"I think it's still rolling good; it's still doing well," Favro said of the project.
Once engineers draw up the plans, the town will be able to put the project itself out to bid.
The town plans the project to be done in two phases: one from Old Military Road in Lake Placid to the Scarface Mountain trailhead in Ray Brook, and a second from the trailhead to Brandy Brook Avenue in Saranac Lake.
Damp said the total project, including the local match, is about $4.2 million. He said some of the local match can come from in-kind services.
The APA permit allows for a multi-modal, multi-season, shared-used recreational trail. The path itself can be 8 to 10 feet wide and must be set back from the rail by between 6.5 and 11 feet. If the path is less than 11 feet from the train tracks, a 3.5-foot tall fence must separate the railroad from the trail.
According to the APA permit, which was renewed in 2010, the project would impact 0.71 acres of wetlands. The permit was approved on several conditions. The town must do the following:
-Install a silt fence along the trail.
-Stabilize exposed soils.
-Cut chemically treated lumber over tarps.
-Provide off-site waste disposal.
-Wash heavy equipment to mitigate the spread of invasive species.
-Monitor and report on wetland mitigation.
The permit allows for a range of recreational activities, including hiking, skiing, biking and snowmobiling.
Knoch and members of ARTA are skeptical that North Elba can achieve its goal of building out the 8.2-mile parallel trail with the current funding.
About 3 miles outside of Lake Placid, Knoch stops to inspect a section of the railroad that has wetlands extending for about a quarter of a mile, with chest-deep water on one side and knee-deep water on the other.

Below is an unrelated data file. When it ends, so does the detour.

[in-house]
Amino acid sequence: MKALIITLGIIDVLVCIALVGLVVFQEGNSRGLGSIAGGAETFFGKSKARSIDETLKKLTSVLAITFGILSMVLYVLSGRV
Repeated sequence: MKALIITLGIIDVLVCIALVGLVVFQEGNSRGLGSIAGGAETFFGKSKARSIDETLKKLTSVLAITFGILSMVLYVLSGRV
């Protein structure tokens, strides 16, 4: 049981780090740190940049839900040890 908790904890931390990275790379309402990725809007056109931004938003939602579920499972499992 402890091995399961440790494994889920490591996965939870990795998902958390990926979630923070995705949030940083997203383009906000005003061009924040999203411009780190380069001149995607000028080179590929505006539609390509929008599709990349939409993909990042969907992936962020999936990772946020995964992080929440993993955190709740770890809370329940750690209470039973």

Knoch said dumping fill in certain areas is expensive, and a lot of fill would be needed to bring the path up to grade. Building a boardwalk, he said, would be even more expensive.
"Cost of a boardwalk? $1,000 per foot," Knoch said. "You've got running water through here; you've got standing water. You can't fill that in, regardless of the permits you have. So you're going to have to build a boardwalk."
"I mean yeah, you can do it," McCulley said of building boardwalks, "if money is no object. But money is an object. It's something that has to get factored in."
Upon completing his hike, Knoch said his big takeaway was that the corridor passed through a lot of wetlands, and that to preserve the wetlands, a significant amount of boardwalk would need to be constructed. The trail is permitted to be built on the north side of the tracks, so it would be on the right side for users traveling from Lake Placid to Saranac Lake.
Knoch said it would help with costs if the town and DOT could "come to a mutually agreed-upon understanding of being able to cross the rail in a number of places to get to more solid ground that would eliminate the necessity of building a boardwalk through wetlands."
Another big question raised by McCulley is the presence of power lines next to the railroad, but Politi said he's spoken with officials from National Grid and it doesn't appear that the poles pose a problem for the project.
Then there's the annual upkeep cost associated with the trail. Politi said the town hasn't looked that far ahead yet.
"My guess is there will be costs," he said. "It's like a road. You've got to maintain it."